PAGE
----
[MSTA ] Red Cabbage pH Indicator in Respiration Labs

Deborah Duncan deb50duncan at gmail.com
Thu Mar 22 22:36:07 CDT 2012


Red Cabbage pH Indicator in Respiration Labs
<http://feedproxy.google.com/~r/ScienceStuff/~3/8blm6TDGaVc/red-cabbage-ph-indicator-in-respiration.html>
from Science Stuff<http://www.google.com/reader/view/feed/http%3A%2F%2Ffeeds.feedburner.com%2FScienceStuff>
 by Amy (aka Science Stuff)

<http://3.bp.blogspot.com/-F0kWj62QIqI/T2hztOv3tZI/AAAAAAAABb0/v25wi4JW53g/s1600/CabbageStart.jpg>

A new twist on using cabbage juice?

Most every science teacher is aware that the juice extracted from red
cabbage makes an excellent acid/base indicator.  But at our school, we
recently used it for a different (but related) purpose.  Our biology
classes do a cellular respiration
lab<http://www.teacherspayteachers.com/Product/Lab-Using-Cabbage-Juice-to-Observe-CO2-Production-in-Cell-Respiration>
in
which the students observe the production of carbon dioxide during
respiration.  Normally we use phenol
red<http://www.teacherspayteachers.com/Product/Lab-Gas-Exchange-in-Cellular-Respiration>
as
an indicator.  Our supply of phenol red was running low and we looked for
an alternative.  The answer was cabbage juice indicator!!

How was red cabbage used as an indicator of carbon dioxide?  I'll come back
to that in a minute.  First, here is a little background about red
cabbage......

Background:   Red cabbage contains a natural pH indicator in the form of
the pigment, anthocyanin.  It is a water soluble pigment that is commonly
found in nature in red cabbage, of course, as well as purple plums, grapes,
and apples.  Red cabbage juice will turn a wide variety of colors in the
presence of acids and bases.  In a neutral solution, the cabbage is a
fairly dark purple color.  In the presence of acids, the cabbage juice will
turn red/pink, and in the presence of bases, the cabbage juice turns a
greenish-yellow color.

How to Make Cabbage Juice Indicator:  This process is so simple that I
usually allow my students to make their own indicator.  Simply chop up a
head of red cabbage.  Place a small handful of cabbage leaves into a
beaker.  Cover the leaves with water and boil for about 15 minutes.  As the
cabbage boils, the pigment will be extracted from the leaves and the water
will turn a dark purple color.  Use a slotted spoon to remove the cabbage,
or pore the solution through filter paper.  Your indicator is now ready to
use!

Our Cellular Respiration Lab:  In order to complete the chemical reactions
of cellularrespiration, oxygen is required.  Carbondioxide is released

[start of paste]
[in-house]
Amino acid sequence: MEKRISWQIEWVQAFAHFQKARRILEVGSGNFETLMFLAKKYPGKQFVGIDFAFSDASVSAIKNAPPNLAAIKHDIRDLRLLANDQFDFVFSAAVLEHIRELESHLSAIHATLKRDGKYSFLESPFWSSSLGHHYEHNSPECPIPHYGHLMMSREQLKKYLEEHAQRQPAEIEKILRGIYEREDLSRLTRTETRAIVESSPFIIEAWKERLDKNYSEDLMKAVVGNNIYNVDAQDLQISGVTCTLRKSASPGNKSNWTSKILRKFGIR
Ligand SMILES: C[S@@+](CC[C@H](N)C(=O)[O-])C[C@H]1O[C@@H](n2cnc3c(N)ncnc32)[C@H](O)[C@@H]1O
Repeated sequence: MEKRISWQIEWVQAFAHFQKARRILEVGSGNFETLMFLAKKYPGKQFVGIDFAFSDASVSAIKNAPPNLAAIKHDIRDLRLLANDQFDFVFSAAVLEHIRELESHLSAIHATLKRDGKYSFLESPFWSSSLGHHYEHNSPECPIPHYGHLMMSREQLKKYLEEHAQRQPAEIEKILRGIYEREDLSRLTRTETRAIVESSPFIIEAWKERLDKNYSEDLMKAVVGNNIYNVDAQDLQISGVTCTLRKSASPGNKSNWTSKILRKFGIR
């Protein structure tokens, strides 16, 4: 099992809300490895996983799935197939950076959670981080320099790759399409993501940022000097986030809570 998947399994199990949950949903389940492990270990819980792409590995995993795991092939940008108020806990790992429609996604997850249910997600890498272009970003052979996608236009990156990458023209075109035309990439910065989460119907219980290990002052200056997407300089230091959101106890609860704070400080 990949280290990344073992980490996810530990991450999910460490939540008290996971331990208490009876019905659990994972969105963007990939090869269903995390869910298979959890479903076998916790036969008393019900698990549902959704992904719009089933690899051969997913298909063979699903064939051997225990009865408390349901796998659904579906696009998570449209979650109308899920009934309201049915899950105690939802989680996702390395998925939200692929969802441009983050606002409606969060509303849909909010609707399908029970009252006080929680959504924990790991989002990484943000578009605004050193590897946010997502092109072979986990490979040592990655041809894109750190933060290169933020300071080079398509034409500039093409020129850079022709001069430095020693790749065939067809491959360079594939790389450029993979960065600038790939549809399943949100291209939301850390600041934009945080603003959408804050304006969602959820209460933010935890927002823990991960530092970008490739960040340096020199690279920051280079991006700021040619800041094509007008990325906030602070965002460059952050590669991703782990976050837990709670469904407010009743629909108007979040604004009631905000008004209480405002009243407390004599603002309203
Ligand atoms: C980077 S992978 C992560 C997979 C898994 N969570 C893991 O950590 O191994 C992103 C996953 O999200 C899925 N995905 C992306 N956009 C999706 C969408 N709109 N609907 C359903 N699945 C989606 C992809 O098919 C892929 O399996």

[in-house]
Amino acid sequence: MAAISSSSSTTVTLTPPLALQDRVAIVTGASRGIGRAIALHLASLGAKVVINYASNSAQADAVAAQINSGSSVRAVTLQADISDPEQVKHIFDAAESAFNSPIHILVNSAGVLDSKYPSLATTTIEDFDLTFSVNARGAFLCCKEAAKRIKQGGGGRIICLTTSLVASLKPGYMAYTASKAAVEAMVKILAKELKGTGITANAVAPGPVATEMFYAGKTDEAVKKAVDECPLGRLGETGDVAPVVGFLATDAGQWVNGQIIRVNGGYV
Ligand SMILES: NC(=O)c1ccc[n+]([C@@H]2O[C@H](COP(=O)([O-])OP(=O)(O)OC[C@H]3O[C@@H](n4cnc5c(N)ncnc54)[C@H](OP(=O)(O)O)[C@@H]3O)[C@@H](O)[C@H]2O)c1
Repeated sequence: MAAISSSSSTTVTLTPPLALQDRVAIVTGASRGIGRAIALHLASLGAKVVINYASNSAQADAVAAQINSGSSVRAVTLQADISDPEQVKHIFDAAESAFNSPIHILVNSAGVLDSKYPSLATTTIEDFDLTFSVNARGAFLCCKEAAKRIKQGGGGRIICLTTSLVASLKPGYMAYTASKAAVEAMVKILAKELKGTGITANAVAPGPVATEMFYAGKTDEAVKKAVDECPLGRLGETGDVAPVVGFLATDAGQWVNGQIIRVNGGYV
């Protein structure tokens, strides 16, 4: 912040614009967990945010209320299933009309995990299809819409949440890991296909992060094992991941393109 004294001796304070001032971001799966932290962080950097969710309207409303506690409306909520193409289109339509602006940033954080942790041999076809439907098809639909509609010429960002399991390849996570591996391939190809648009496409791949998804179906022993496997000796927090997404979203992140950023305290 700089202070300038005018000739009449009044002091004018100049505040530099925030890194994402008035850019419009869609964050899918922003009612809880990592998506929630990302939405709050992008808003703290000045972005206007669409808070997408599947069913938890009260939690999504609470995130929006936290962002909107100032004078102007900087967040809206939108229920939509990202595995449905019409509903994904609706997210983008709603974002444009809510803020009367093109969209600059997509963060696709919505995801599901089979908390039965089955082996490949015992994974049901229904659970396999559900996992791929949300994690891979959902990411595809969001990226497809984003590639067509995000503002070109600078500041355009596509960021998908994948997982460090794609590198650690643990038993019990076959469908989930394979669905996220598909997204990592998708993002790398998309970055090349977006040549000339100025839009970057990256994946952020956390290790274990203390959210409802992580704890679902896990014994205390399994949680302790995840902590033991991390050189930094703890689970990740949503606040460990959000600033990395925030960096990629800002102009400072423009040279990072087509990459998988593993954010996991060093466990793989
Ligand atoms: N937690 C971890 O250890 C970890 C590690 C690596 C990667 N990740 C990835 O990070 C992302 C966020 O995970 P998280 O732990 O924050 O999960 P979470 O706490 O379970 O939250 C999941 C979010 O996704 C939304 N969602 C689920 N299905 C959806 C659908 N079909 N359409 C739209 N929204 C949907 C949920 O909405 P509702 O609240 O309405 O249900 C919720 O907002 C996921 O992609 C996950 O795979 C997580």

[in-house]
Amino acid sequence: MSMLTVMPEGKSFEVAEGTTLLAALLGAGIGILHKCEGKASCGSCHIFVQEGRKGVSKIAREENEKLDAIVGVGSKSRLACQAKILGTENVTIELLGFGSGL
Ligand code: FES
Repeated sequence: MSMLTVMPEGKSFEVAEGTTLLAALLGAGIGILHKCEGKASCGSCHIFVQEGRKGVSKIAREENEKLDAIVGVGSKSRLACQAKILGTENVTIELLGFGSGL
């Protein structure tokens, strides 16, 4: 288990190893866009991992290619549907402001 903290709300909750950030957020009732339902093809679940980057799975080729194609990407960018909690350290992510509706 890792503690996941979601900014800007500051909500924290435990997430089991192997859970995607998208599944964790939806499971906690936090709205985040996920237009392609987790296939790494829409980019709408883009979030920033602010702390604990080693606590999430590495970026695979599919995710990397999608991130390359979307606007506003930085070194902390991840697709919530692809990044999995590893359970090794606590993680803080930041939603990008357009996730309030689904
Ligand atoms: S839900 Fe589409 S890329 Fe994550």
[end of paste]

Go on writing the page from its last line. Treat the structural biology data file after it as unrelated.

during the reactions and is given off as a wasteproduct.    Although it is
very difficultfor us to observe the conversion of glucose to ATP, it is
possible toobserve the gas exchange that must take place in order for
respiration to becarried out.   The lab that we do at our school has three
objectives:
1.   To observe therelease of carbon dioxide during cellular respiration in
animals.
2.   To determine ifplants carry out the same gas exchange as animals.
3.   To observe,record, and analyze the results of an acid-base indicator.

<http://2.bp.blogspot.com/-xhsLtZQ5NnY/T2h4X_rRTaI/AAAAAAAABb8/KRzU_T4nLpM/s1600/Part+1+Tubes+1+-+4+copy.jpg>

In the first part of our lab, the student will learn how to use the cabbage
juice to indicate the presence of carbon dioxide.  (See above photo.)
 Carbon dioxide and water will react to form carbonic acid.  Since our
breath and carbonated beverages contain carbon dioxide, the color change
from dark purple to pinkish/red indicates the formation of carbonic acid.

<http://2.bp.blogspot.com/--yzhqBuiyO0/T2h6AJGdj6I/AAAAAAAABcE/Ya-27uH8Hhk/s1600/Part+2+Tubes+1+-+3+copy.jpg>

In the second part of the lab, we want the student to determine if plants
also give off carbon dioxide during cellular respiration.  As you can see
in the above photo, the first tube serves as a control, the second tube
contains germinating seeds, which have a high rate of respiration, and the
third tube contains dry seeds, which are alive, but dormant.  The photo
clearly shows that the germinating peas are releasing carbon dioxide.
 (Since the peas are not photosynthetic, they are not consuming carbon
dioxide.)  In the tube containing the dry peas, there is a very slight
color change that does not show clearly in this photo.  The dry seeds do
carry out cellular respiration, but at a very slow rate.  The results seen
in the above photo were obtained after allowing the tubes to sit for just
24 hours.

This lab is easy to set up, easy to clean up, and best of all, our students
really enjoy doing it.

-- 
Deborah
I live in my own little world, but that's ok they know me here.
Deborah Duncan, Neshoba Central High School
http://nchsdduncan.wikispaces.com
http://msta.wikispaces.com
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